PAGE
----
Students can find many unique buildings and monuments on the K-State campus. Here is a short list of sites that every student should visit before leaving the university. And, since all of these places are conveniently located on campus, many of these places can be seen in one day.
The Marianna Kistler Beach Museum of Art offers many different exhibits and styles of art. The museum’s exhibits rotate throughout the year in an effort to bring new and diverse art to campus. The museum is open from 10 a.m. to 5 p.m. Tuesday through Saturday and from noon to 5 p.m. on Sundays. Admission is free.
Attending a show at McCain Auditorium is something everyone in Manhattan should do at least once. A wide variety of shows, theater, dance and music is brought to McCain Auditorium every season in a program that offers a show for all tastes and interests. Upcoming acts include the band Foreigner on Sept. 8 and the Blue Man Group on Sept. 25.
The World War II Memorial, “Tags of Honor,” is a recognition of the many K-State students and faculty who served during World War II. Designed by Tim D. Chapman and dedicated on Memorial Day 2011, the commemorative dog tag statue features a reflective surface that brings viewers into the art. The historic model for the sculpture was the actual dog tags of K-State alum and Manhattan resident John Lindholm, a 1949 K-State graduate. The memorial is displayed in the outdoor plaza on the east side of McCain Auditorium.
Anderson Hall is a state-recognized historic building. The bells that ring every hour were installed in the tower in 1965, and the building has previously held a canteen, a barber shop and a chapel. Many students will enter this building to visit the Division of Financial Services, the Office of the Registrar or the Office of Military Affairs.
The Bluemont Bell, located in the Holen Courtyard outside of Bluemont Hall, is a monument every student should see. Originally created at Bluemont College, just a mile west of the original K-State campus, it was used to call students to class.
A hidden treasure on campus is the Seaton Hall Courtyard. This small sanctuary is tucked away between Seaton Hall and Seaton Court and offers a serene place for students to sit and eat lunch or study in between classes.
Lover’s Lane is a road that runs east-west on the K-State campus, connecting Mid-Campus Drive with Manhattan Avenue. Located at the intersection near Anderson Lawn, Bluemont Hall and Eisenhower Hall, the Lover’s Lane sign is a classic place to celebrate college romance with a kiss and to take photos.
The Quinlan Natural Area is a small section of nature preserved along Petticoat Lane, between the Strong Complex and the rest of campus. The wooded area includes a bridge that allows students to cross over a small, babbling creek and benches for students to study or eat a meal while outside.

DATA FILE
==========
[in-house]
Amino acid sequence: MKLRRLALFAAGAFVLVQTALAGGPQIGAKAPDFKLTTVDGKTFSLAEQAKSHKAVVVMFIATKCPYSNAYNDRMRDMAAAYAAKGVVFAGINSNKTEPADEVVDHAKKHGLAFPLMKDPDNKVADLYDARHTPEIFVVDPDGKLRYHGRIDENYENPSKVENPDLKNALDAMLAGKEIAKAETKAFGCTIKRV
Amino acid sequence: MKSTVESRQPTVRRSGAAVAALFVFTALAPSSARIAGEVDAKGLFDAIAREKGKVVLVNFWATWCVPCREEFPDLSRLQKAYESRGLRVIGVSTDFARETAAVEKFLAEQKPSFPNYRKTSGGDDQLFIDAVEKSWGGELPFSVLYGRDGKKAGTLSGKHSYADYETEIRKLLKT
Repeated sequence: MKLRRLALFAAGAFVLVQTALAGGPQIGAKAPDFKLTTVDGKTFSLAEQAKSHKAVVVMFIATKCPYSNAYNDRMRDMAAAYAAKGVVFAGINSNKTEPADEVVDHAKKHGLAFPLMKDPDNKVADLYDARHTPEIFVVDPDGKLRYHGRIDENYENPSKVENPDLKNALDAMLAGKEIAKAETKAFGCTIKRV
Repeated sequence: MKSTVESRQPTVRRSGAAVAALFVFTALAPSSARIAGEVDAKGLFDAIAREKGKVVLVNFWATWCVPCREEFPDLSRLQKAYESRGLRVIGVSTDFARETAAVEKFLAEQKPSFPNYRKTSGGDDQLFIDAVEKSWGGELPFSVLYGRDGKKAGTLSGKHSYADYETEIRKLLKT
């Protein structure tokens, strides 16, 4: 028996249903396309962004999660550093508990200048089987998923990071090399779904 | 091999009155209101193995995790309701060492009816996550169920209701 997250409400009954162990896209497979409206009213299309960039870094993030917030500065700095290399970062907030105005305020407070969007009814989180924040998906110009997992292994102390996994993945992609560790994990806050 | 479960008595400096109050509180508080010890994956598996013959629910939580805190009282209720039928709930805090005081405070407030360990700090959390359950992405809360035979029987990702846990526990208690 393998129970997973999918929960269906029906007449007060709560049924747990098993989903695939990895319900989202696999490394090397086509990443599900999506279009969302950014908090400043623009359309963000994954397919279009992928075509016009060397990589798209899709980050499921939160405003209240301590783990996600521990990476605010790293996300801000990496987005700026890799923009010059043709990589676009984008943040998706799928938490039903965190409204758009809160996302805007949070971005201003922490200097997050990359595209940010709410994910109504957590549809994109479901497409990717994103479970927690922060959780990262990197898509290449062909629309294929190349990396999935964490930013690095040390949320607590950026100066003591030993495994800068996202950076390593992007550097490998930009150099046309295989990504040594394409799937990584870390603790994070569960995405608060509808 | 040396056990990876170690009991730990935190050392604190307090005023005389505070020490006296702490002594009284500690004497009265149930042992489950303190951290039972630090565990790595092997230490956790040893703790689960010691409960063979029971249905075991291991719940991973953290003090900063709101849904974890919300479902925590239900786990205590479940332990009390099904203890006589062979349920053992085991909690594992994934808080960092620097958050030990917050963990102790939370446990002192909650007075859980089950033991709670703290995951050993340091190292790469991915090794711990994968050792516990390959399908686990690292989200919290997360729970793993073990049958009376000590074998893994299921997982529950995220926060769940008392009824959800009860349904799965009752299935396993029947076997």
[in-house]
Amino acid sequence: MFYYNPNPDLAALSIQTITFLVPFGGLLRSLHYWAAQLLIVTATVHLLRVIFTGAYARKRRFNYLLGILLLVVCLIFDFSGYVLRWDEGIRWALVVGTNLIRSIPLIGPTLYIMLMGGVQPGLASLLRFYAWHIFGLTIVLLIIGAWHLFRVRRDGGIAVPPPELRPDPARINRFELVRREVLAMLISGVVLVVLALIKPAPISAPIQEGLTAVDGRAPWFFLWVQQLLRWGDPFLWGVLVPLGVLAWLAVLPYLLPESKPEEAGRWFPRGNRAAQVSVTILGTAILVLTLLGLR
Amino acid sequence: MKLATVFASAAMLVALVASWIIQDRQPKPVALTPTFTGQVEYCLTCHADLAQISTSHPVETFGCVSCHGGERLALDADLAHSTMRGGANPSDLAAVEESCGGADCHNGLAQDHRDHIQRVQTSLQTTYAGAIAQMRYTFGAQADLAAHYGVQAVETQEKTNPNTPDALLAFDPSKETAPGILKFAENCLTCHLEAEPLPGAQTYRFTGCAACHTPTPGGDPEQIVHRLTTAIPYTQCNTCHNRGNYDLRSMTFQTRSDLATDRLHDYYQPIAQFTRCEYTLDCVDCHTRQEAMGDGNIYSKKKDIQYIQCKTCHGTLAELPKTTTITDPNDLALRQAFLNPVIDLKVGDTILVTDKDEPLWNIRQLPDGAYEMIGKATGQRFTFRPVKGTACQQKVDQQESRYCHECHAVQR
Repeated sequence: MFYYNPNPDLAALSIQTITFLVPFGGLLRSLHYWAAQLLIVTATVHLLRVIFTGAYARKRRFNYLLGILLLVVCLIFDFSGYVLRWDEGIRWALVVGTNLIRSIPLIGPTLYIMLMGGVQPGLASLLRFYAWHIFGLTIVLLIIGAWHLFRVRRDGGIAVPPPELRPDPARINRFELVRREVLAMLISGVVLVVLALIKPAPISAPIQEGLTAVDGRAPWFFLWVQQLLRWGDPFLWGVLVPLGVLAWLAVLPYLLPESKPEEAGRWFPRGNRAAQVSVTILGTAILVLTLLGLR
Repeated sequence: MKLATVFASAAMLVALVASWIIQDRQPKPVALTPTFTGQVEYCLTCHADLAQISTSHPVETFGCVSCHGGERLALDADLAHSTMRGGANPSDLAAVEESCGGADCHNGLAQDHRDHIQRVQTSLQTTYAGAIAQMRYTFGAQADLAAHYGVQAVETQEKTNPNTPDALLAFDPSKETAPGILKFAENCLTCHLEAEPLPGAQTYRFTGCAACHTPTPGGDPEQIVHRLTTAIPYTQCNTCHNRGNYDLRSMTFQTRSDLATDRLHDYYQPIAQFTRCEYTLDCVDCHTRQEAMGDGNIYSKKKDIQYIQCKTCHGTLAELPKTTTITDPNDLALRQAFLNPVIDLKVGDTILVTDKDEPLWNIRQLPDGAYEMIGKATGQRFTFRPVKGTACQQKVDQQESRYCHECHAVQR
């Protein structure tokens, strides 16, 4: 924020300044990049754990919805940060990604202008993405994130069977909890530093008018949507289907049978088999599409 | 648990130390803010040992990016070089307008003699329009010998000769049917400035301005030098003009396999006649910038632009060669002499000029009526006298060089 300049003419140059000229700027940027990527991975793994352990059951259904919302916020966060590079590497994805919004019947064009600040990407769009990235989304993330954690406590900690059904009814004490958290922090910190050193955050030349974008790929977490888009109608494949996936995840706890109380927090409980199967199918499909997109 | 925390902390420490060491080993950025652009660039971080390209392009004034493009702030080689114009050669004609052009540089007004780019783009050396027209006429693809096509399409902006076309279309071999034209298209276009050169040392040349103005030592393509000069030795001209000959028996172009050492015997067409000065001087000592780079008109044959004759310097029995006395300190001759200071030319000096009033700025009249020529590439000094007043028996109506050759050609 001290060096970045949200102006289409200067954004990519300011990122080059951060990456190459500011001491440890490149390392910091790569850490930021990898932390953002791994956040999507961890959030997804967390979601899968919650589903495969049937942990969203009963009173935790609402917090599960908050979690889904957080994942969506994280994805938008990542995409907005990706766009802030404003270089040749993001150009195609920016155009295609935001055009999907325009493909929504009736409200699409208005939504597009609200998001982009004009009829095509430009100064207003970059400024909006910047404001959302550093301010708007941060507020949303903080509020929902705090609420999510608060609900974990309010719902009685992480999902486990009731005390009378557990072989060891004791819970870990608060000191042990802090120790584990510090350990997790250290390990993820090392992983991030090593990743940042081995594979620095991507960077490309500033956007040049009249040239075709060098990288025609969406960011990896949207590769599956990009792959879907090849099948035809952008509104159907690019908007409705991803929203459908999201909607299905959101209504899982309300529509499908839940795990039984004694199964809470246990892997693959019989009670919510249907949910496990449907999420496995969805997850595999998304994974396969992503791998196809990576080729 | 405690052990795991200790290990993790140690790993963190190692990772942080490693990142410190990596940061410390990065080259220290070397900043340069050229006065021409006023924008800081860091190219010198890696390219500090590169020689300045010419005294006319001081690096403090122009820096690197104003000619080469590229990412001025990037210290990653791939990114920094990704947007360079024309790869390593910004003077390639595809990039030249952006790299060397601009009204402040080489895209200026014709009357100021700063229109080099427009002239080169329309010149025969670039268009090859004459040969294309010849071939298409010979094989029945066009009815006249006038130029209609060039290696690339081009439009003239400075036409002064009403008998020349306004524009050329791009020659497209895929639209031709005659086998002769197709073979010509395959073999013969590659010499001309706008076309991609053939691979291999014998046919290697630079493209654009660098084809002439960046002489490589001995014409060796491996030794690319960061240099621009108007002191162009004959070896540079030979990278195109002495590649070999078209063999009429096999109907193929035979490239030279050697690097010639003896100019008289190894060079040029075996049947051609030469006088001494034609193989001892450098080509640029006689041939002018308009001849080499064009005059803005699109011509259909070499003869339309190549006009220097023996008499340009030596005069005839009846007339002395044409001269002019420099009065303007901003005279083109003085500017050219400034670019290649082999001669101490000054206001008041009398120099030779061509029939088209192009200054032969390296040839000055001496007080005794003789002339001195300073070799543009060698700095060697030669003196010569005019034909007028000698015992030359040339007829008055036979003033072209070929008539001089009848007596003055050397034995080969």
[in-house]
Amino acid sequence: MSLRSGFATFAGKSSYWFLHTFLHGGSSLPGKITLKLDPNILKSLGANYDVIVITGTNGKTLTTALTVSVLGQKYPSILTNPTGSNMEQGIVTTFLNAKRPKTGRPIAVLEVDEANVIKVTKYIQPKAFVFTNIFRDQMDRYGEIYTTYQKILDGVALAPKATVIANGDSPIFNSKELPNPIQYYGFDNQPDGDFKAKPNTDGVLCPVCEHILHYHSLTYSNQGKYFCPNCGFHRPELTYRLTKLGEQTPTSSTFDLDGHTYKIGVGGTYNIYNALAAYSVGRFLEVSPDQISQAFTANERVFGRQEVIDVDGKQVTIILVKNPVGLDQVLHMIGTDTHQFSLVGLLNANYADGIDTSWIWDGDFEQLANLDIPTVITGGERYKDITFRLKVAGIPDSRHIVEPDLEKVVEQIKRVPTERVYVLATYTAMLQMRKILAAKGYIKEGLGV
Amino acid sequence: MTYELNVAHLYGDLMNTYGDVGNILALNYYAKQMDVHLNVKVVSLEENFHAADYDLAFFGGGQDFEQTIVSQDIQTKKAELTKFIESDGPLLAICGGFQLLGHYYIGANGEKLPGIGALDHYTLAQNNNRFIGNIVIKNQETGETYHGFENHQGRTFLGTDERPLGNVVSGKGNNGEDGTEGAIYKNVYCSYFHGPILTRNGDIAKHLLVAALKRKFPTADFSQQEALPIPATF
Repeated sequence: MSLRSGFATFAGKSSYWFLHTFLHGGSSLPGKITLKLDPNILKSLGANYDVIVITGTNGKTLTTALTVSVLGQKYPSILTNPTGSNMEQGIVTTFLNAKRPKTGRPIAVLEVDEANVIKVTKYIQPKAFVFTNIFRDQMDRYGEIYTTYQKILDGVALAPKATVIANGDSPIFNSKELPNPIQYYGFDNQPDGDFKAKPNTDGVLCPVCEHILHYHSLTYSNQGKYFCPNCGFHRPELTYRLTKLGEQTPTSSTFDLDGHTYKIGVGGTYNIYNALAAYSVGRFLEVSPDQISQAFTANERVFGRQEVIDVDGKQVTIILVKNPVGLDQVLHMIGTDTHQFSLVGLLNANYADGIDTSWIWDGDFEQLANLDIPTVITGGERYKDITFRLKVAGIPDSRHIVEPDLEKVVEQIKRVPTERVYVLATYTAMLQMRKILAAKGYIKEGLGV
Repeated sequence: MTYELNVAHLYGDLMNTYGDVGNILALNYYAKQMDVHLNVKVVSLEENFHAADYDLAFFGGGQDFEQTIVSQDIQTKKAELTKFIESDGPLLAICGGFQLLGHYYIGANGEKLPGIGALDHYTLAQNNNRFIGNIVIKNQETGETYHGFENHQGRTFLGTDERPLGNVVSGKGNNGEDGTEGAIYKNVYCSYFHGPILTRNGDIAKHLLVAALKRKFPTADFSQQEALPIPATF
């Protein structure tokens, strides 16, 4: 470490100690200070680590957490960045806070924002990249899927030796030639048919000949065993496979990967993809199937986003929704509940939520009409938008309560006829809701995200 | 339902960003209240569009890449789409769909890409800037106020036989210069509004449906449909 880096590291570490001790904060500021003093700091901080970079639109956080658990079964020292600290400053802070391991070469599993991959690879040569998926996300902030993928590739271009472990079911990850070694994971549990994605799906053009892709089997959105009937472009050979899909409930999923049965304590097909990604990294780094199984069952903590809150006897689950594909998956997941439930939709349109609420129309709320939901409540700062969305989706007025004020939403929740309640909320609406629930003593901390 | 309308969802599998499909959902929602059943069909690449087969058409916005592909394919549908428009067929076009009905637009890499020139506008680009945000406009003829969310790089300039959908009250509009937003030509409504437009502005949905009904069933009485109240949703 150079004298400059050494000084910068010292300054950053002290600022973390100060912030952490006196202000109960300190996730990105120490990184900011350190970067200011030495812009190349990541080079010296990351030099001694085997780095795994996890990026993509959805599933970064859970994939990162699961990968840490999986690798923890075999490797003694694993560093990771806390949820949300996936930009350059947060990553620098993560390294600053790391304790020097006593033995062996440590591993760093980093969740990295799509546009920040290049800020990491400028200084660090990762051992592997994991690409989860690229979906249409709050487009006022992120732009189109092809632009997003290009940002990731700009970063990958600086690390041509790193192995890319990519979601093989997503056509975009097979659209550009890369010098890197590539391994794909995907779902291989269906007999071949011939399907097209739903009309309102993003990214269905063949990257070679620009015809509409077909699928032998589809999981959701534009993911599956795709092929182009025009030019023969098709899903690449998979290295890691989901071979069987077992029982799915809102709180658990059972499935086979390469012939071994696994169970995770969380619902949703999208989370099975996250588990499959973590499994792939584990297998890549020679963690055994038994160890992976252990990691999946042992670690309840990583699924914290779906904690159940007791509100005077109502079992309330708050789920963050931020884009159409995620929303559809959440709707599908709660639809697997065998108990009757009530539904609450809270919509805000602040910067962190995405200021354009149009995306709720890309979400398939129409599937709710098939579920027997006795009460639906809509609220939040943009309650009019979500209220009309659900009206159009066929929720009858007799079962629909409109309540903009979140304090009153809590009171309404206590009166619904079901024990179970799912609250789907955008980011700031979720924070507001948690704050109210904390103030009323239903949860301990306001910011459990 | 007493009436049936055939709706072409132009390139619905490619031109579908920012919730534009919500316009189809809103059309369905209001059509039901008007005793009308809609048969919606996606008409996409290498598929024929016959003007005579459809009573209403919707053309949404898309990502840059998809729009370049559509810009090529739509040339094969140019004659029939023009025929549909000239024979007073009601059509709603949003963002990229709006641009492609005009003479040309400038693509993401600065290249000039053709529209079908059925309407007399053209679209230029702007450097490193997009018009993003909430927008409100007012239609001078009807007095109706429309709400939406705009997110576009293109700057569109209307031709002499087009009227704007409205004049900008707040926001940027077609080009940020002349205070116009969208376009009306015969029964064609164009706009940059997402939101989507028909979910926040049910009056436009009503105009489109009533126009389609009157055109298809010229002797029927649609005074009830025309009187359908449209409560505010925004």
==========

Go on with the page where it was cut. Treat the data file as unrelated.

Memorial Stadium offers a wide variety of of features for students, hosting many sporting events and club activities as well as providing classrooms. Also called Old Stadium, it houses a full-sized track and football field and plenty of stairs.
The Helen L. Graves Family Courtyard is located near the Johnson Center for Basic Cancer Research, which is located close to Ackert Hall. It is a very soothing, relaxing place to sit and work on homework at one of the tables while listening to the sounds of nature and the courtyard’s small waterfall.
There are many other wonderful places to visit on the K-State campus. One of those places is Radina’s Coffeehouse and Roastery in the Leadership Studies Building. It offers indoor and outdoor seating for students to study and enjoy coffee and snacks.
The Quad is an attractive site for students to study outdoors or just lounge under a tree, and it also includes a stone sundial in the center. Students can often be seen slacklining between trees in the Quad.
Another place all students should see before leaving K-State is the Great Room, located on the second floor of Hale Library, which has also been dubbed “the Harry Potter Room” for its cavernous size, large benches and tables and enormous windows.
Weber Arena is where the K-State Rodeo is hosted annually — two things every student should experience. Sept. 28-29, Weber Arena will be filled with college rodeo enthusiasts cheering as contestants rope and race for cash and prizes.
K-State also offers a lively theater scene with venues like Nichols Theatre and the Purple Masque. The School of Music, Theatre and Dance as well as the Ebony Theatre produce several performances each semester, and students should not leave K-State without attending at least one.
There is something on this campus for everyone. Your niche may be anything from arts to athletics; that’s the beauty of the K-State family — there is something for every individual.